Lissajous curves are created by plotting two oscillations on perpendicular axes \(x\) and \(y\). These oscillations, represented by sinusoidal functions, intersect to create different patterns. When the ratio of these frequencies is equal to \(1\)— the oscillations are equally phased— the curve is a straight line. When the frequencies on both axes differ, the oscillations are out of phase—one moves faster than the other at a specific angle—and our Lissajous figure will show a curve. Each frequency produces a specific musical note that will intercept and either form a pleasant sound, harmonious consonance or discordance. Consonant notes have a perfect ratio.

Music & Perfect Ratios

Think of a guitar string vibrating at a base frequency of \(329 Hz\)—\(329\) cycles per second. By altering our position along the string, we change the frequency and thus produce different notes. If we moved from the nut (fret \(0\)) to between frets \(11\) and \(12\) and plucked the string, the frequency would now be twice as high—we call this an octave. If we moved \(3/4\) down from the nut, our new note would oscillate at three times the frequency of E4(\(329Hz\)). We can produce an infinite amount of notes by moving along the string and altering the speed of the oscillations. You are creating music with movement!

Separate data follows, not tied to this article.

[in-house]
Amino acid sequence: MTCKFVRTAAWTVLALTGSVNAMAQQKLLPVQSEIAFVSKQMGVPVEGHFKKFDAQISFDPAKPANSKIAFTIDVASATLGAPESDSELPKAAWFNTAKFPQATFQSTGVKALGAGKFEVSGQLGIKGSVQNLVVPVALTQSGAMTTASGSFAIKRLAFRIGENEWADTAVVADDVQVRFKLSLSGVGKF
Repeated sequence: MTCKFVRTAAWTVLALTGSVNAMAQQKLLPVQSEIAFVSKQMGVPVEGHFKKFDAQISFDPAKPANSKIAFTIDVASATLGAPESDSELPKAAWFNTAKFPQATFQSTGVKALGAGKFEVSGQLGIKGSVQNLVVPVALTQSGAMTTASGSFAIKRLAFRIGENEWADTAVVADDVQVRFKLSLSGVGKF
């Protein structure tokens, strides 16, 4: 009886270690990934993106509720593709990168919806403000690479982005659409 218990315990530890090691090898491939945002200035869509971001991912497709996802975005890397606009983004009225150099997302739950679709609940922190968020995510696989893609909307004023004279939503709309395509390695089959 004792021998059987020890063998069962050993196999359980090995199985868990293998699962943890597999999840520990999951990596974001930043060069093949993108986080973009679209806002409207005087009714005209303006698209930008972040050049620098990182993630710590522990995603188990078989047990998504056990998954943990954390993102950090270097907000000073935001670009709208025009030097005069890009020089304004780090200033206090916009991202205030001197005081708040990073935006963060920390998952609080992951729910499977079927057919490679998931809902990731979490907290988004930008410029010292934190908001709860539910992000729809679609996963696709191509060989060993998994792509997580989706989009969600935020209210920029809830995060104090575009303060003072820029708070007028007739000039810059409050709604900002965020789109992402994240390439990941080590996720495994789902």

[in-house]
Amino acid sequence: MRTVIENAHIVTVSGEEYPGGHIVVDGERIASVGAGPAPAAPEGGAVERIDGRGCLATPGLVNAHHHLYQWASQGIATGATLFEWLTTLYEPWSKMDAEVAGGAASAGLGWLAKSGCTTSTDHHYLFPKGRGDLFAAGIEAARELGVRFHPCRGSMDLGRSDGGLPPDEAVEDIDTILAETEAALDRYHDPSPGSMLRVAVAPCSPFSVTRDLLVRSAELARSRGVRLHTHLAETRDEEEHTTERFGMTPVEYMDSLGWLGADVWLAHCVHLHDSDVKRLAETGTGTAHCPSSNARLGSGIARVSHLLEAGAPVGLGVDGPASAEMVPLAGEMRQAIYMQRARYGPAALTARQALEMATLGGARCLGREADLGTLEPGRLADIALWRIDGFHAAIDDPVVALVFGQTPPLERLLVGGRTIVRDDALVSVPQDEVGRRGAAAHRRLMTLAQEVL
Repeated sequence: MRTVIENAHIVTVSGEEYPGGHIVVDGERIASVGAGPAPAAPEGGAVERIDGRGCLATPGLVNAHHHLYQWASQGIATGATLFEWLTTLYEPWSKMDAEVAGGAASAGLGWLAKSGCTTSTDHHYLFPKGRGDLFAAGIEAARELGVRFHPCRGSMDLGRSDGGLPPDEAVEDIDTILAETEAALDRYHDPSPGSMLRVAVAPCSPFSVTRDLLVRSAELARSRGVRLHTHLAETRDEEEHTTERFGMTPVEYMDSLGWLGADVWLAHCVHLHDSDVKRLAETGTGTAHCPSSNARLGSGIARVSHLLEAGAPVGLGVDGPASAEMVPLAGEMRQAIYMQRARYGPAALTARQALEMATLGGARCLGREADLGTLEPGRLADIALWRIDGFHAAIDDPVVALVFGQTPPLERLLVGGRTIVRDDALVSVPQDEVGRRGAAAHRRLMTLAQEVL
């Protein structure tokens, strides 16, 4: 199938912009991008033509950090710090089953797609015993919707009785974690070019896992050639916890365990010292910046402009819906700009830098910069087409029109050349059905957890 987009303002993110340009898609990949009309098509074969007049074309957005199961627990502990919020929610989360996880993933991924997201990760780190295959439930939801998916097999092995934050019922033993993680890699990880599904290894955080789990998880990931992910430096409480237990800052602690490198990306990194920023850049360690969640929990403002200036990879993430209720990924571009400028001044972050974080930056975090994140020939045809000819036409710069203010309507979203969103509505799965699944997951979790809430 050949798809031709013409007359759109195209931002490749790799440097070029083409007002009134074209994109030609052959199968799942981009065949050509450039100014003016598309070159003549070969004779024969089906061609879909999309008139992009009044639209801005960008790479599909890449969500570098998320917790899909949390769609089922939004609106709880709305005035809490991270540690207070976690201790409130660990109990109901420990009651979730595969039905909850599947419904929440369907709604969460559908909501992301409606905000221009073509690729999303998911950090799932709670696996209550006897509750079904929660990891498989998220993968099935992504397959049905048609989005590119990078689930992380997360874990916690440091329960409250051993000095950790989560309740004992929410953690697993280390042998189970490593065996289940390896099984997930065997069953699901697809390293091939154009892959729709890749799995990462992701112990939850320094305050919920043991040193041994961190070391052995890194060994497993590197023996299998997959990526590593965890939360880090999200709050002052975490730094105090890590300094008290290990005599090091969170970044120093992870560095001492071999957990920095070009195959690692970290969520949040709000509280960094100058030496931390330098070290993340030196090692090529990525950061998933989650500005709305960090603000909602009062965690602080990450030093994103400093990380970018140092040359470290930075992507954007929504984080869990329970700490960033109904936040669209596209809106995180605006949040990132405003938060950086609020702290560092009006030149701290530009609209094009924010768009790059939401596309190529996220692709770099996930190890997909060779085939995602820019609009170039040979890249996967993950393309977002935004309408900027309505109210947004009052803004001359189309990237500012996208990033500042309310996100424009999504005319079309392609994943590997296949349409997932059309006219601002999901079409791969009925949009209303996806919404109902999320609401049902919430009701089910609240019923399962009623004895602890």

Theory of Just Intonation

However, keeping track of an infinite, unordered sequence of notes is impossible; instead, we use systems that allow us to measure and obtain the frequency of a small number of notes. One such system is called “just intonation” and a commonly seen tuning method is 5-limit tuning. This method allows us to find the exact, pure frequency of other notes by multiplying our base frequency by products of the power of prime numbers \(2\), \(3\), and \(5\) (e.g., \(2^{-1} \cdot 3^{1} \cdot 5^{1}\)).^{1}

^{1} In 5–limit tuning we only multiply integers to obtain other musical notes.

^{3} Sometimes the resulting note is outside our octave, and we simply divide it by two and bring it back to our interval.

We call the sinusoidal movements in intervals of powers of \(2\) – octaves, powers of \(3\) represent perfect fifths, and powers of \(5\) are called major thirds^{2}. By multiplying our base frequency by different combinations of these powers,^{3} we get sets of harmoniously consonant and discordant notes.

The Perfect ratios

So how can we make sure every note is consonant? Thankfully, the ancient Greeks discovered a way to create beautifully sounding and naturally occurring notes using perfect^{4} ratios for octaves, major fifths, and major thirds. These perfect ratios make music blend, flow, and feel “right”. These are the ratios that create all of the Lissajous figures we’ll explore today.

^{4} perfect refers to ratios that produce “just” or “pure” melodic sounds.

Code

ratios <-c(1,"9/8", "5/4","4/3","3/2", "5/3","15/8",2,240,270,300,320,360,400,450,480)cols <-c("C","D","E","F","G","A","B","C'")rows <-c("Perfect Ratios", "Frequency(in Hz)")perfect_ratios <-matrix(ratios, ncol =8, byrow =TRUE)colnames(perfect_ratios) <- colsrownames(perfect_ratios) <- rowsperfect_ratios## C D E F G A B C' ## Perfect Ratios "1" "9/8" "5/4" "4/3" "3/2" "5/3" "15/8" "2" ## Frequency(in Hz) "240" "270" "300" "320" "360" "400" "450" "480"knitr::kable(perfect_ratios)